Today’s wellness program participants are mobile. What about your wellness communications?

Let’s face it: It can be challenging, if not seemingly impossible, to reach wellness program participants with important health communications. And, it’s not getting any easier, thanks largely to the endless competition for people’s time and attention.

Instead of competing against one of the biggest distractions, embrace it. We’re talking about the mobile device – a smartphone and/or tablet. Most people don’t leave home without their device(s) and keep them handy all day long, checking them whenever a free moment permits.

The proof is in the numbers:

A customized newsletter ensures multiple audiences are on the same page with wellness programs

The Local Government Center (LGC) in New Hampshire had a challenging charge. The non-profit organization had to keep a diverse, statewide audience apprised of timely health and wellness information. The LGC needed to get the word out to local, municipal, school, and county employees including labor, management, and elected officials. The LGC discovered that the…

Wellness Program Pioneer Shares Secret to Success… Plus 5 Tips for Working with a Custom Publisher

The Association of Washington Cities (AWC) was into wellness long before wellness was “cool.” The organization was an earlier adopter of the wellness program concept, believing it would help to control health costs for its wellness program participants over the years.

For as much as the AWC knew about wellness, they weren’t so up on how to best communicate it.  Realizing that the organization lacked the expertise to properly get the word out about its wellness program, the AWC went about finding seasoned professionals to help. “Having the right communications partner makes all the difference,” said Julie McDowell, AWC Health Promotion Supervisor.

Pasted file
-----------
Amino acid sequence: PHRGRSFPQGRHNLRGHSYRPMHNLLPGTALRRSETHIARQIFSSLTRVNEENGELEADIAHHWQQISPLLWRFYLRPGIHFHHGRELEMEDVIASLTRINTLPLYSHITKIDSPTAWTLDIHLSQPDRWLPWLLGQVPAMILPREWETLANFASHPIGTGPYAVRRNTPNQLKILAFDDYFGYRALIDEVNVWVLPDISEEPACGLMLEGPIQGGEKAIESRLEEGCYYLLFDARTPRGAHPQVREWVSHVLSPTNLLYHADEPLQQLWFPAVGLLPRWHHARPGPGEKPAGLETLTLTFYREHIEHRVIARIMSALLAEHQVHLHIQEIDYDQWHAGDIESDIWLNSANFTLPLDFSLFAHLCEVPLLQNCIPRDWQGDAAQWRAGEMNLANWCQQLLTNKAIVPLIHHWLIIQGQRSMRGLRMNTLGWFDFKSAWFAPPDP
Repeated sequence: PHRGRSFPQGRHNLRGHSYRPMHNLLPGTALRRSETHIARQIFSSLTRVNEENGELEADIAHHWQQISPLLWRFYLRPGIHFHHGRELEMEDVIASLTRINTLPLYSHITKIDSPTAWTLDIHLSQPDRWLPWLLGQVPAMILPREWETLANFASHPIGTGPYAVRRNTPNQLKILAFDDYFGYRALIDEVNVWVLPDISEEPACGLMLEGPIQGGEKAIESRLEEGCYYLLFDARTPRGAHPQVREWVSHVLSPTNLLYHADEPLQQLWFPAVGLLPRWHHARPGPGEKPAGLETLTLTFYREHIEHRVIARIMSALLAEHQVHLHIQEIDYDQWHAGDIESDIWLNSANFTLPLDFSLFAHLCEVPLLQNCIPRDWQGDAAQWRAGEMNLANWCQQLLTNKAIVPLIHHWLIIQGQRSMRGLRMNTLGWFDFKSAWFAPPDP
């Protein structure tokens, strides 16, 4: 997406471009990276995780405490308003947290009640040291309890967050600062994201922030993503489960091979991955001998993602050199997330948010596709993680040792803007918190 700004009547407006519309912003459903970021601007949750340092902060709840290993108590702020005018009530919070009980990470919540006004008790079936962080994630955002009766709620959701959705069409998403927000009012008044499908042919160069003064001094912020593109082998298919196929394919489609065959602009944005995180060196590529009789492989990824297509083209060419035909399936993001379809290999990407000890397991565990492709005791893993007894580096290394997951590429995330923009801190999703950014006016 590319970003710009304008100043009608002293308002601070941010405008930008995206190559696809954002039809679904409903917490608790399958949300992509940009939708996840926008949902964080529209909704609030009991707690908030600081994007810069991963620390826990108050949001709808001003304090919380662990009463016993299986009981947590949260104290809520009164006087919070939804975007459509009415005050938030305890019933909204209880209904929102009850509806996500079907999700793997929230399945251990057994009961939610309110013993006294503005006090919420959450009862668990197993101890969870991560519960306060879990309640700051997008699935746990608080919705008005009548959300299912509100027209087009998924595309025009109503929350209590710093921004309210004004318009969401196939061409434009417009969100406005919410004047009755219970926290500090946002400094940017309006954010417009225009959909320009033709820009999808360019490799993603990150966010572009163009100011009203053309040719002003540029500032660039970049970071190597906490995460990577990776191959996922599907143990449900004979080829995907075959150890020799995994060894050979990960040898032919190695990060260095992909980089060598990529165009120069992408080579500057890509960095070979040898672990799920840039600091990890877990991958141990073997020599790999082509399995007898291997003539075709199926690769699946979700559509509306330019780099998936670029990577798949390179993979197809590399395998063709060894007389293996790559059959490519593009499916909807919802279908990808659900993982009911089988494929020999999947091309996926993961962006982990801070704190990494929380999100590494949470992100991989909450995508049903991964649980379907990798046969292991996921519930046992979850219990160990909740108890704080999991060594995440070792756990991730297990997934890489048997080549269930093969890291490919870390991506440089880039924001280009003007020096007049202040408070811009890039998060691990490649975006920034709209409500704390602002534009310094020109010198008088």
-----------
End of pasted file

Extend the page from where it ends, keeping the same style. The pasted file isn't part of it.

“We have worked with many vendors over the years, but Hope Health is the only one that’s been with us on our entire 27-year journey. That’s a testament to the trust we place in Hope,” McDowell said.

To Achieve a Healthy Culture, Focus on 1 Thing

Guest Blogger: Health Enhancement Systems

We’ve worked with clients who have set somewhat ambiguous goals to “work on the culture.” When we ask what that means, there’s a momentary pause, then the list materializes in their mind: “Things like vending machine policies, alignment with our food service vendor, tying organization health goals to business goals, stretch breaks, you know…”

While all of these are worthwhile in their own right, they completely miss the point that culture isn’t something you do, it’s everything you do (For more, read Achieving a Culture of Health or Creating a Culture of Happiness). A culture is defined by what is expected of people and what is valued. It’s the sum total of all actions every employee lives day in and day out — from the boardroom to the assembly line. It’s what a company does when profits are pouring in and when a deep recession hits. It’s how managers treat subordinates when the pressure is on as well as when things are going smoothly.

Why Wellness Communications Need to Address Addictions